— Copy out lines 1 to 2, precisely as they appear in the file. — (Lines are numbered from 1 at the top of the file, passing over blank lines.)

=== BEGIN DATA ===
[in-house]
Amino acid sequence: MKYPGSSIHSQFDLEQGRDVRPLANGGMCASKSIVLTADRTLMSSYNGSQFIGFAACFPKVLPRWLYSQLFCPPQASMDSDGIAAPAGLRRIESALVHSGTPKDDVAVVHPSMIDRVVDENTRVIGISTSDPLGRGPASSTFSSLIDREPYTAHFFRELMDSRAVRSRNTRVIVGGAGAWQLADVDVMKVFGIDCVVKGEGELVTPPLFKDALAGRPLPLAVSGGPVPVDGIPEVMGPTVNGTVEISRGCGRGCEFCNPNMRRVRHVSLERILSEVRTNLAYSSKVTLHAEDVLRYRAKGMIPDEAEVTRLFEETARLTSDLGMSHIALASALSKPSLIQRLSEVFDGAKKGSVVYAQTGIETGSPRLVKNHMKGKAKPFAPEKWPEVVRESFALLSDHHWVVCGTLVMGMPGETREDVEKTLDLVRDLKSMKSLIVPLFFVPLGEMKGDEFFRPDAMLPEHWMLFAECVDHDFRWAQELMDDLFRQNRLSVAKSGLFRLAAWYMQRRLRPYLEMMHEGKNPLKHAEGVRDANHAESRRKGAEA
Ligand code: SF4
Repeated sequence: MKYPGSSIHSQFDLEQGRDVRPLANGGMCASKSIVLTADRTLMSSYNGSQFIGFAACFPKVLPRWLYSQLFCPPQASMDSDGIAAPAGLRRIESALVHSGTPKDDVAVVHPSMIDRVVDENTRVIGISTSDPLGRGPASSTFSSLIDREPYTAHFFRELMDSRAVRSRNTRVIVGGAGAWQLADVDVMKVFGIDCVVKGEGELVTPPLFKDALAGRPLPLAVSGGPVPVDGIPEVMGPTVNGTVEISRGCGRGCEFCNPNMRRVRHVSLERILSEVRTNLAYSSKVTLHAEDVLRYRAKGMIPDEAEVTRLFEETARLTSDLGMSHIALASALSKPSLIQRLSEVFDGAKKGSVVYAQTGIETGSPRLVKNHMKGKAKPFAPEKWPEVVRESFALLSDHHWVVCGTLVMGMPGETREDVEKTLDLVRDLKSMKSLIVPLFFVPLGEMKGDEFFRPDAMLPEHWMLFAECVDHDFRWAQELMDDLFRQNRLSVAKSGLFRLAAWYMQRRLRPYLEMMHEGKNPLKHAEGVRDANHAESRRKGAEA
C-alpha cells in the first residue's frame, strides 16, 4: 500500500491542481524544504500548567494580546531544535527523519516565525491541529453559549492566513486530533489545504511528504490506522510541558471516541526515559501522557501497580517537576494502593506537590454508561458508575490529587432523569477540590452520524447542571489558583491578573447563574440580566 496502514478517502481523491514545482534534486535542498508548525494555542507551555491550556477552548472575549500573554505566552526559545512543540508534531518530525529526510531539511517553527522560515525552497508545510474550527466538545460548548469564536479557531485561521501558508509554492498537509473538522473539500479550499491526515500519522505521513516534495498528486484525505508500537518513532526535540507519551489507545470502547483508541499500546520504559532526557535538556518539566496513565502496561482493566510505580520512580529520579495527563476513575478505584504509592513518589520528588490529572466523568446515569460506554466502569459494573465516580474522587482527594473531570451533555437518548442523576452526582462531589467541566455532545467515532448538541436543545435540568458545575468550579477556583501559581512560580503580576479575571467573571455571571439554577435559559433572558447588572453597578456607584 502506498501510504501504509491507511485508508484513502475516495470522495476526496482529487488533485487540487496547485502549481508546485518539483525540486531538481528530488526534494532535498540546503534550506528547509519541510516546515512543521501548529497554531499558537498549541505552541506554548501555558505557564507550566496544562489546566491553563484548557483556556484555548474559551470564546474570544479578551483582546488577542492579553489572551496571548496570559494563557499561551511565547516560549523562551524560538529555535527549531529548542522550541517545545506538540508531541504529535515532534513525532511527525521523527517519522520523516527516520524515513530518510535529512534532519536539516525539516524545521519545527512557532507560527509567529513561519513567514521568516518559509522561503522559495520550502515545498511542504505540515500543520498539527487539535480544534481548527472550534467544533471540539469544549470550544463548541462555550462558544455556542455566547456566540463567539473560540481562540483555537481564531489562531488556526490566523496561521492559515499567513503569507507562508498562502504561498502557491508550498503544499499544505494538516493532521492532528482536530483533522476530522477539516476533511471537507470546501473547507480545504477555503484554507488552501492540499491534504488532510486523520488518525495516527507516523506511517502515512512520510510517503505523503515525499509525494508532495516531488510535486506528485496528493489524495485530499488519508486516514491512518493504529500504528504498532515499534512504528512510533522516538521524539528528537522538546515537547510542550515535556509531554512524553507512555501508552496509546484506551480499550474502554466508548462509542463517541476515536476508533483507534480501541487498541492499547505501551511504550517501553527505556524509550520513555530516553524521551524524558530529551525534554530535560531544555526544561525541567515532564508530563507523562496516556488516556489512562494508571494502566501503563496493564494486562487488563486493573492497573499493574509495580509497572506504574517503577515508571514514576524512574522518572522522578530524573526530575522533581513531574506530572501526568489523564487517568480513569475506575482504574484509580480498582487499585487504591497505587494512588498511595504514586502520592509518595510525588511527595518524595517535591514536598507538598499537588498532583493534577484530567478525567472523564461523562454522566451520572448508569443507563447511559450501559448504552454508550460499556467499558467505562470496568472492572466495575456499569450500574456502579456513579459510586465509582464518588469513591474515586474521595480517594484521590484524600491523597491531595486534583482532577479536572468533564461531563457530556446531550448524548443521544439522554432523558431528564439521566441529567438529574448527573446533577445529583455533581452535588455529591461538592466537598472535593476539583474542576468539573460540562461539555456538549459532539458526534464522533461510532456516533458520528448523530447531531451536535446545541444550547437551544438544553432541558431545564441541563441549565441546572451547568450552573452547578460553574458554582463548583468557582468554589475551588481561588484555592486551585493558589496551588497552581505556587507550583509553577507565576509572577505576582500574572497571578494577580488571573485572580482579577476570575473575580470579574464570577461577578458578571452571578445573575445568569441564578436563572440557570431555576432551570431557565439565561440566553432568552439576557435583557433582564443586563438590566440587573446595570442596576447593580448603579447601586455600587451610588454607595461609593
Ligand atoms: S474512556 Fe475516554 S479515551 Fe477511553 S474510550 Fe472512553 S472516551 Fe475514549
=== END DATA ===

[in-house]
Amino acid sequence: MKYPGSSIHSQFDLEQGRDVRPLANGGMCASKSIVLTADRTLMSSYNGSQFIGFAACFPKVLPRWLYSQLFCPPQASMDSDGIAAPAGLRRIESALVHSGTPKDDVAVVHPSMIDRVVDENTRVIGISTSDPLGRGPASSTFSSLIDREPYTAHFFRELMDSRAVRSRNTRVIVGGAGAWQLADVDVMKVFGIDCVVKGEGELVTPPLFKDALAGRPLPLAVSGGPVPVDGIPEVMGPTVNGTVEISRGCGRGCEFCNPNMRRVRHVSLERILSEVRTNLAYSSKVTLHAEDVLRYRAKGMIPDEAEVTRLFEETARLTSDLGMSHIALASALSKPSLIQRLSEVFDGAKKGSVVYAQTGIETGSPRLVKNHMKGKAKPFAPEKWPEVVRESFALLSDHHWVVCGTLVMGMPGETREDVEKTLDLVRDLKSMKSLIVPLFFVPLGEMKGDEFFRPDAMLPEHWMLFAECVDHDFRWAQELMDDLFRQNRLSVAKSGLFRLAAWYMQRRLRPYLEMMHEGKNPLKHAEGVRDANHAESRRKGAEA